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Quite a few recent Korean movies are obsessed with representing China as an external threat to security and order at home. There’s a Korean-Chinese mob wreaking havoc in Seoul in the high-octane thriller The Yellow Sea, for example, and The Thieves‘ über-villain is a Chinese underworld kingpin. With Haemoo, screenwriter-turned-director Shim Sung-bo subverts this long-running equation by revealing the possibilities of Koreans being in the wrong when people from the two cultures collide, as he adapts Kim Min-jung‘s play about the real-life incidence of a Korean fishing boat crew casting the bodies of 25 Chinese illegal immigrants aboard after a botched smuggling operation.
It’s not as if Shim hasn’t dealt with this theme of crime and guilt before: His screenplay for the 2003 hit Memories of Murder, co-written by the film’s director Bong Joon-ho (The Host, Snowpiercer), is a powerful suspense thriller which doubles up as a j’accuse about the moral void giving free rein to the neo-liberal, authoritarian excess of the U.S.-backed South Korean military dictatorship in the 1980s.
With Bong returning Shim the favor by serving as co-writer and producer, Haemoo (or “Sea Fog” in Korean) certainly boasts a similar sensitivity of turning a genre flick into a more substantial social allegory. Once in the directorial chair, however, Shim has shown himself to be more attuned to straightforward sensitivity than Bong. Subtlety and reflection are not Shim’s strongest suit, with Haemoo subscribing to many of the conventions of both disaster epics and revenge drama, and the over-dependence of a central seaborne romance (complete with a below-deck sex scene) actually veering the film towards Titanic territory.
It’s a gripping ride through the storm, nevertheless; with powerful imagery, a simple and accessible story and a stellar performance from Kim Yoon-seok (the star of The Yellow Sea and The Thieves, no less) as a captain slowly spiraling towards madness, Haemoo has become a commercial and critical triumph since its release in South Korea in August. Its bow as a gala presentation at Toronto and then a competition title at San Sebastian would certainly secure this big-budget vessel with an ever more respectable coating, and Bong’s participation would probably lead to a niche release and/or ancillary action outside Asia.
The term ‘IMF noir’ has been used to describe films — among them Bong’s The Host and also Lee Chang-dong‘s Peppermint Candy — which explore how ordinary South Koreans realize their fate as being dictated by the ebbs and flows of political and economic forces from beyond their home country’s boundaries. Haemoo certainly qualifies as a fellow traveling show: set in 1998, three years before the real-life incident actually took place, the film’s journey into darkness begins when trawler captain Kang Chul-joo (Kim) finds himself broke (and broken) beyond repair, his fortunes hit hard by the fallout of the Asian financial crisis.
Desperately trying to secure cash to save his creaking boat, Kang agrees to take on a ‘croaker-fishing’ commission, a phrase used to denote the trafficking of Korean-Chinese immigrants over to South Korea. It’s a trip of no return for Kang and his crew as their harmless veneers begin to crack once the job goes awry. As deadly mayhem sets in — just at the very moment when a heavy fog renders zero-visibility around the boat — chaos reigns with all hands on board going crazy, including the bald, bumbling boatswain Ho-young (Kim Sang-ho), the swaggering handyman Kyung-goo (Yoo Seung-mok), the chief engineer Wan-ho (Moon Sung-keun) and his sex-crazed deputy Chang-wook (Lee Hee-joon).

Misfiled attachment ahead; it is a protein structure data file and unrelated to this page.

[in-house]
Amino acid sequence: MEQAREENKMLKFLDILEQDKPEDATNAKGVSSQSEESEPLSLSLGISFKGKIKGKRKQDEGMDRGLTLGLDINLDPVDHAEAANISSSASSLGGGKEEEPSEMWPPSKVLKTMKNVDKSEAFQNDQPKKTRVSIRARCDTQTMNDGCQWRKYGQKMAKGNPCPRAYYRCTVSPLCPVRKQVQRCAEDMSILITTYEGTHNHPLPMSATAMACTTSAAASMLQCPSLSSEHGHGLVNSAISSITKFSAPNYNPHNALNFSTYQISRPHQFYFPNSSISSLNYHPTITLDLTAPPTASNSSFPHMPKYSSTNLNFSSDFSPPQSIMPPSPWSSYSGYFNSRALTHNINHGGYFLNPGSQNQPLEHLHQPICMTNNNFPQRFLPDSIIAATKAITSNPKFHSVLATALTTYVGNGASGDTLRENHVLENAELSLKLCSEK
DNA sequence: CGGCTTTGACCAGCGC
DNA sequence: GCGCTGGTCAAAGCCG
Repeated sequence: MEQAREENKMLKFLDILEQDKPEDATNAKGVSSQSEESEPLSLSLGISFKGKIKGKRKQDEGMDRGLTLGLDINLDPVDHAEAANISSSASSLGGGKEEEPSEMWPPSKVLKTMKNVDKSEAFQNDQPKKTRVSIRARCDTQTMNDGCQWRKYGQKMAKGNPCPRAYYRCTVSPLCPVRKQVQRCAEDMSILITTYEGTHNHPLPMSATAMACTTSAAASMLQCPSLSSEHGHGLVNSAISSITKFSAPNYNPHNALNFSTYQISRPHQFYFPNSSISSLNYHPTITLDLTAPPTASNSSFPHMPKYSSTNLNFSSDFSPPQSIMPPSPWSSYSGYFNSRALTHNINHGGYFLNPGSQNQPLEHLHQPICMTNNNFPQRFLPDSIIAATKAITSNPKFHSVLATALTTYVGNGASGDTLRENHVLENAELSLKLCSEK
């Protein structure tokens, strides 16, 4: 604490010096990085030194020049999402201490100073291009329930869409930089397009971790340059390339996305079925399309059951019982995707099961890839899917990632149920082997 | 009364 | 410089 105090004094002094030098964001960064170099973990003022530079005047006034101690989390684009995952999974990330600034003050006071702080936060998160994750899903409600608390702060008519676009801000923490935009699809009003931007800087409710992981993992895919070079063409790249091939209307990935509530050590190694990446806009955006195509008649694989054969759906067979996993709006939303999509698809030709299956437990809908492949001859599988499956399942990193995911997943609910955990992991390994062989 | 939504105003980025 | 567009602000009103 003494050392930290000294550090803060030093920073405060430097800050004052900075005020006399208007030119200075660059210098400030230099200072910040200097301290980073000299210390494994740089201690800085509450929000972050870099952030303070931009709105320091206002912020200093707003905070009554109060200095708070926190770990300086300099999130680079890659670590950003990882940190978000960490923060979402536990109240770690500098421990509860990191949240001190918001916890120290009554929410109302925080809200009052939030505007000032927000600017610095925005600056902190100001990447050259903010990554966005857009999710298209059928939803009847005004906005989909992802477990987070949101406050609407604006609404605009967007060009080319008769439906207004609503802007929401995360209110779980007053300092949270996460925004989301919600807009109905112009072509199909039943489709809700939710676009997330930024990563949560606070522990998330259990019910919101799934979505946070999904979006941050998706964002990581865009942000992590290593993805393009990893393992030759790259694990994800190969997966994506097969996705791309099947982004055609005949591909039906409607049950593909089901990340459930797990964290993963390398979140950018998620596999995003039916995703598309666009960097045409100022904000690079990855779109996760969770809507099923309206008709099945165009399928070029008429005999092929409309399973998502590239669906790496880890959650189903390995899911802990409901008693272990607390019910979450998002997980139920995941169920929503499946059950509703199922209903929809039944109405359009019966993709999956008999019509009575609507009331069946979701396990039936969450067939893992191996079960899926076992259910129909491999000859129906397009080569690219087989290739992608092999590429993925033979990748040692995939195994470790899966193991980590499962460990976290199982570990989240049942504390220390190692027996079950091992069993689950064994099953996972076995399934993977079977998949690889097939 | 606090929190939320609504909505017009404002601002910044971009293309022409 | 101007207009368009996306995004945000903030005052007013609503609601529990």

The only faint light of humanity is personified here in Dong-sik (Park Yoo-chun), whose love for one of the immigrants emboldens him to rebel against this Kang-led rising tide of red mist. It’s a crowd-pleasing trope no less — Park is a pop idol and soap opera star whose fame stretches well into China and Japan — but this romantic subplot derails the film’s possible trajectory into fantastical eerie horror. When the girl, Hong-mae (Han Ye-ri), tells Dong-sik about her wish to head to an address in downtown Seoul once she arrives in Korea, you can really figure out how the story will pan out and who’s going to survive all this.
Nevertheless, Haemoo offers a spectacle to behold: The camerawork from Hong Kyung-pyo (Snowpiercer) and Lee Ha-joon‘s production design are effective in highlighting the differences between the lands of vast, cold port and the unforgiving environments of the sea and cramped insides of the fishing boat. Kim Sang-bum and Kim Jae-bum‘s editing also helps the film set sail — their opening-sequence montage, showing the boat crew going about their daily business with bright bonhomie, is a clever signpost warning of how this camaraderie would inevitably give way to the emergence of their darker inner psyches.
Production Company: Haemoo Co., Ltd
Cast: Kim Yoon-seok, Park Yu-chun, Han Ye-ri, Park Yoo-chun
Director: Shim Sung-bo
Screenwriters: Shim Sung-bo, Bong Joon-ho, based on a play by Kim Min-jung
Producers: Bong Joon-ho, Cho Neung-yeon, Lewis Taewan Kim with Yu In-soo
Executive producers: Kim Woo-taek
Director of photography: Hong Kyung-pyo
Production designer: Lee Ha-joon
Costume designer: Choi Se-yeon
Editors: Kim Sang-bum, Kim Jae-bum
Music: Jung Jae-il
No rating; 111 minutes
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